Why seven? Seven is a very important number. It stands for the seven sacraments of the Catholic Church. The seven days of creation. In Biblical numerology, seven is a number of perfection.
And fish is the featured dish because Italians have customarily abstained from eating meat on Christmas Eve. This is the Christmas vigil.
There is no set menu for this feast.
But here are some of the fishes that are traditionally used: calamari (squid); scungilli [skuhn-GEE-lee] (conch); baccala [bah-kah-LAH] (dry, salt cod); shrimp; clams, usually served with pasta; mussels; snapper, trout, tuna or salmon.
We have adapted this menu over the years and updated it somewhat.
So, our annual feast usually includes calamari, baccala, shrimp, crab cakes, tuna, smelts and salmon. The cod and shrimp are served in both cold and fried or sauteed varieties. Shrimp is served as a shrimp cocktail and as shrimp scampi. Crab is served as both breaded and fried crab balls and fresh, cold crab claws. The baccala is served fried and in a salad. The calamari is served baked and stuffed. The tuna is served with spaghetti in a red sauce. The smelts are fried and the salmon is broiled. In addition to all of this it is customary to serve fried cauliflower and Italian greens.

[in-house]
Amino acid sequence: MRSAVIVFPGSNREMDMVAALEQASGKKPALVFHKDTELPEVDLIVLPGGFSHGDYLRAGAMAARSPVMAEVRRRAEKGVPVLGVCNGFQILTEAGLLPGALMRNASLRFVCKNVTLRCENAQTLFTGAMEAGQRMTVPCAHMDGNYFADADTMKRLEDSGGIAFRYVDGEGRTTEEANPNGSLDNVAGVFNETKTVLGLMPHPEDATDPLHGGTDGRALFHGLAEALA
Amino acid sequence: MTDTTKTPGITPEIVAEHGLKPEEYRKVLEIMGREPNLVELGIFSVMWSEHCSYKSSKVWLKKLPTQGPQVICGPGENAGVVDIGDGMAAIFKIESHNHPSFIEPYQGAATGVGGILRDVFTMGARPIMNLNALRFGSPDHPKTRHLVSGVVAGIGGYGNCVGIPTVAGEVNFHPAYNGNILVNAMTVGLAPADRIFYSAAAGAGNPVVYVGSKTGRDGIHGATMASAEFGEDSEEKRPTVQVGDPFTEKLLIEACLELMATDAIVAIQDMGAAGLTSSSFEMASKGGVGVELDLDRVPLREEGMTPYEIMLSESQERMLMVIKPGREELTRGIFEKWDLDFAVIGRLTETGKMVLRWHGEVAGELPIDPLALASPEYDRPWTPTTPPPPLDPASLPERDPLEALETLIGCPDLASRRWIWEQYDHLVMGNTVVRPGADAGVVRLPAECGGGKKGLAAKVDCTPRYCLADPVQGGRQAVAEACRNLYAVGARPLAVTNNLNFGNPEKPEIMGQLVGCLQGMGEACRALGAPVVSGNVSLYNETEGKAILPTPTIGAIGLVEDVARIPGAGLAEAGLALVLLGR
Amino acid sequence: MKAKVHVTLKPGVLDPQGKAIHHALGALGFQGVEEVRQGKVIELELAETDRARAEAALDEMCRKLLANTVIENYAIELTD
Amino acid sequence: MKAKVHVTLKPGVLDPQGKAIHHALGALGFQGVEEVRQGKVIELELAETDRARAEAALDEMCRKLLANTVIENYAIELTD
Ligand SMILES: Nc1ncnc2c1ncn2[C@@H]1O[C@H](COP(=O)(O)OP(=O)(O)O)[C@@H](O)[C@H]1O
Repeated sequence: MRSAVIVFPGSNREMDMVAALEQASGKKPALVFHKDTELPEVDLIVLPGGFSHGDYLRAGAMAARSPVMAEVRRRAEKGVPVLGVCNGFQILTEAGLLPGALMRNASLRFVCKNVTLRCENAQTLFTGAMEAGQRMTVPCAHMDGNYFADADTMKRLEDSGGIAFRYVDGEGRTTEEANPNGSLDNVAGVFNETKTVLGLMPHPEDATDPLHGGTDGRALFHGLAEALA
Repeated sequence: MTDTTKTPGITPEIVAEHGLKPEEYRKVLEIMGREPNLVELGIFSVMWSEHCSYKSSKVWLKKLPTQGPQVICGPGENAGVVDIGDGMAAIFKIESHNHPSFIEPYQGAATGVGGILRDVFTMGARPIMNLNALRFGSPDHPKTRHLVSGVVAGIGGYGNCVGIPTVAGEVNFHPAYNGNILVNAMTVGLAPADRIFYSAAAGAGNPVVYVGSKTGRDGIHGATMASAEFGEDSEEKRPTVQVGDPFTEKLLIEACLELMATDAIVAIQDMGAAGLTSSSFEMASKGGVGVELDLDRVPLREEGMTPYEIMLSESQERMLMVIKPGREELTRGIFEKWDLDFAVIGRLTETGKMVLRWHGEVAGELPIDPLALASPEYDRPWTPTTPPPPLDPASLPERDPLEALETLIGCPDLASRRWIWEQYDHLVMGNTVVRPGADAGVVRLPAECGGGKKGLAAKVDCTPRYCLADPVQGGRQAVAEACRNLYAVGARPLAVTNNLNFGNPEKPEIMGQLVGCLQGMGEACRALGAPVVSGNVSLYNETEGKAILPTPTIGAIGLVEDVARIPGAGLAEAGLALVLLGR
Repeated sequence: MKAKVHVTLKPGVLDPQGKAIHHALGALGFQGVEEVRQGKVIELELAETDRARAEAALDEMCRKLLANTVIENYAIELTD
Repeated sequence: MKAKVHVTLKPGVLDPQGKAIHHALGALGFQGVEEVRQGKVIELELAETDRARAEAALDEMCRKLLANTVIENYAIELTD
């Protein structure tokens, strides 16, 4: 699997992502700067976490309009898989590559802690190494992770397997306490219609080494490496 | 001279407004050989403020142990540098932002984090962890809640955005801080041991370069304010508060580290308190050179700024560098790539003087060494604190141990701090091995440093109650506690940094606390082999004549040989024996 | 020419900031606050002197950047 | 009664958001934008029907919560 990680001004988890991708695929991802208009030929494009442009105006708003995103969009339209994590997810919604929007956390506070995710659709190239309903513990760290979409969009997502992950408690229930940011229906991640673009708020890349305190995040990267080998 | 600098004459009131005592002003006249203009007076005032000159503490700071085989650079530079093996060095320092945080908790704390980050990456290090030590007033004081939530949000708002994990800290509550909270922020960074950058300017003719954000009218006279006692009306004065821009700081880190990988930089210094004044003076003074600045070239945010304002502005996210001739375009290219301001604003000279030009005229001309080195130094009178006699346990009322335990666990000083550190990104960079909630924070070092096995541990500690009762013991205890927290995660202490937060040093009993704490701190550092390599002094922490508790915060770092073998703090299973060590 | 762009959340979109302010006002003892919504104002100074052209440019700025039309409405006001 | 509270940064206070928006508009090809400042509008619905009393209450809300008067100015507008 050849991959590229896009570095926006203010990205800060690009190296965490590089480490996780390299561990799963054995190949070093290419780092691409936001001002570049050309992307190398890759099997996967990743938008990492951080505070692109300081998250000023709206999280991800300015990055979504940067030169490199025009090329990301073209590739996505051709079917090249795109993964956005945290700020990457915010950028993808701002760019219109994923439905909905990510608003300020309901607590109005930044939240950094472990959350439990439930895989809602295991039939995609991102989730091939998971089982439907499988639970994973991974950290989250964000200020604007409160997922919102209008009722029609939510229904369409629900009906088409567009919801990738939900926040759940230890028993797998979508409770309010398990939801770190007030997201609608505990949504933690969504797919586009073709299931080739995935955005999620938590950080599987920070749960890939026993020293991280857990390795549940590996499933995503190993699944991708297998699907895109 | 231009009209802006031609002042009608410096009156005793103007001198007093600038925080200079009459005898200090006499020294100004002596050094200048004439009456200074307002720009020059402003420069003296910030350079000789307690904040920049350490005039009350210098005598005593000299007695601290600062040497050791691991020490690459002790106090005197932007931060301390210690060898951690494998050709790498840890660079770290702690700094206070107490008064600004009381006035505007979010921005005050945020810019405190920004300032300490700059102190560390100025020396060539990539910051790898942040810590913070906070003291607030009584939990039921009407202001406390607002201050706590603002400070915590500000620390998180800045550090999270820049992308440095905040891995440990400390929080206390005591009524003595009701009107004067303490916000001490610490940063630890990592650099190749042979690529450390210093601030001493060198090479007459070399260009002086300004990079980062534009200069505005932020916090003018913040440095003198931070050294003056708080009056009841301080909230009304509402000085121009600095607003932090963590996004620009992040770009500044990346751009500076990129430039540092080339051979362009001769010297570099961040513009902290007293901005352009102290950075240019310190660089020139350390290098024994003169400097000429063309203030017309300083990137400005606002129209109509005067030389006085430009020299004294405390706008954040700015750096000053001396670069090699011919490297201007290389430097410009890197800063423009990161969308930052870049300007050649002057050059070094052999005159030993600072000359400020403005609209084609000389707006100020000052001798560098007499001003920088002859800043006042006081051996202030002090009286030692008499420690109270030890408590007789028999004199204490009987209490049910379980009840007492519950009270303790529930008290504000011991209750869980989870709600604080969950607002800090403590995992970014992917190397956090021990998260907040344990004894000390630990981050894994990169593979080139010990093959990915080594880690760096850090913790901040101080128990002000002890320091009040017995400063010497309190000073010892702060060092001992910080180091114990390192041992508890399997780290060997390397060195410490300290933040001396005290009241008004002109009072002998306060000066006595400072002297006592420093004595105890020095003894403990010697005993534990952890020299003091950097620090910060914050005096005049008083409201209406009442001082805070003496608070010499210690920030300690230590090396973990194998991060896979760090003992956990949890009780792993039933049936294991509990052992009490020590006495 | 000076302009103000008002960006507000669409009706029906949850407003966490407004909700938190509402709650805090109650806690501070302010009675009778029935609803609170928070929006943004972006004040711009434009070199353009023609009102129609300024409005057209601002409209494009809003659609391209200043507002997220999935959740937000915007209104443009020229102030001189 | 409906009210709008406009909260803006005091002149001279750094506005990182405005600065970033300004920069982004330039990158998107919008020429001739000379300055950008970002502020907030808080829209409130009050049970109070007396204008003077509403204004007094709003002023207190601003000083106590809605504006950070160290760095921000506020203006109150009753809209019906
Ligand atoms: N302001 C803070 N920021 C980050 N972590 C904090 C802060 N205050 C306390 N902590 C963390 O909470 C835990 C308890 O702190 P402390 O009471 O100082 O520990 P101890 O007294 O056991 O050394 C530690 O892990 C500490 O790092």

Our feast is usually preceded by cocktails (that's where the cold shrimp and crab come in) with much chatter and anticipation.
And it all ends with a variety of delectable sweets.
The Feast of the Seven Fishes takes up the entire evening -- usually beginning with the preliminaries at around 5 or 6 PM and often continuing into the wee hours of the morning.
Enjoy these photos from our most recent feast.
|The spaghetti with tuna in red sauce.|
|The bitter Italian greens.|
|Smelts, crab and fried cauliflower.|
|Cod and fried cauliflower.|
Chocolates, miniature cupcakes, cookies, key lime pie and the tree.